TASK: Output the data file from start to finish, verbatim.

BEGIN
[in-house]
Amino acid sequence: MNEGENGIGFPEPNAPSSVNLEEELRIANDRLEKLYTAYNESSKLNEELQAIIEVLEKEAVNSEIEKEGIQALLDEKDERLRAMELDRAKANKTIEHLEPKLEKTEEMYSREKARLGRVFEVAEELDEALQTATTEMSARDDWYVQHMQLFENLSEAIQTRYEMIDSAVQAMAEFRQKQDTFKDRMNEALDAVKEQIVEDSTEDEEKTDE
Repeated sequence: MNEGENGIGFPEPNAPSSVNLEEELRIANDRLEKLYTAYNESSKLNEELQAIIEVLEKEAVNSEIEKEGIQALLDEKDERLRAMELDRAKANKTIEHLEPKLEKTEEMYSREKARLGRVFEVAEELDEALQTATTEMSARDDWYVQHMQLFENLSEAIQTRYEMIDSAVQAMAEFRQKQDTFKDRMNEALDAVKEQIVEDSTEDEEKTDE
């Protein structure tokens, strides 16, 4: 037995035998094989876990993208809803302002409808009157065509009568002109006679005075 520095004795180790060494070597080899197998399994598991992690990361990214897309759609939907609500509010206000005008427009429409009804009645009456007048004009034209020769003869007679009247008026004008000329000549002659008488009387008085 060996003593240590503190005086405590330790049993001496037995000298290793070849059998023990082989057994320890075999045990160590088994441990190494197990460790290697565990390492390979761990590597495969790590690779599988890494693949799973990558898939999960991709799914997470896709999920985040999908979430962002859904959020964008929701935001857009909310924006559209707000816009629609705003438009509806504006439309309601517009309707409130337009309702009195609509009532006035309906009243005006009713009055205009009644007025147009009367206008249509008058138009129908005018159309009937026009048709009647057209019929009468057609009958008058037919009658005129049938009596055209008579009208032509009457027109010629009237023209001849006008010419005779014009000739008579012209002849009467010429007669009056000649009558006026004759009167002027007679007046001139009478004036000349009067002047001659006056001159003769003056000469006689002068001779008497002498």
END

[in-house]
Amino acid sequence: MNEGENGIGFPEPNAPSSVNLEEELRIANDRLEKLYTAYNESSKLNEELQAIIEVLEKEAVNSEIEKEGIQALLDEKDERLRAMELDRAKANKTIEHLEPKLEKTEEMYSREKARLGRVFEVAEELDEALQTATTEMSARDDWYVQHMQLFENLSEAIQTRYEMIDSAVQAMAEFRQKQDTFKDRMNEALDAVKEQIVEDSTEDEEKTDE
Repeated sequence: MNEGENGIGFPEPNAPSSVNLEEELRIANDRLEKLYTAYNESSKLNEELQAIIEVLEKEAVNSEIEKEGIQALLDEKDERLRAMELDRAKANKTIEHLEPKLEKTEEMYSREKARLGRVFEVAEELDEALQTATTEMSARDDWYVQHMQLFENLSEAIQTRYEMIDSAVQAMAEFRQKQDTFKDRMNEALDAVKEQIVEDSTEDEEKTDE
């Protein structure tokens, strides 16, 4: 037995035998094989876990993208809803302002409808009157065509009568002109006679005075 520095004795180790060494070597080899197998399994598991992690990361990214897309759609939907609500509010206000005008427009429409009804009645009456007048004009034209020769003869007679009247008026004008000329000549002659008488009387008085 060996003593240590503190005086405590330790049993001496037995000298290793070849059998023990082989057994320890075999045990160590088994441990190494197990460790290697565990390492390979761990590597495969790590690779599988890494693949799973990558898939999960991709799914997470896709999920985040999908979430962002859904959020964008929701935001857009909310924006559209707000816009629609705003438009509806504006439309309601517009309707409130337009309702009195609509009532006035309906009243005006009713009055205009009644007025147009009367206008249509008058138009129908005018159309009937026009048709009647057209019929009468057609009958008058037919009658005129049938009596055209008579009208032509009457027109010629009237023209001849006008010419005779014009000739008579012209002849009467010429007669009056000649009558006026004759009167002027007679007046001139009478004036000349009067002047001659006056001159003769003056000469006689002068001779008497002498």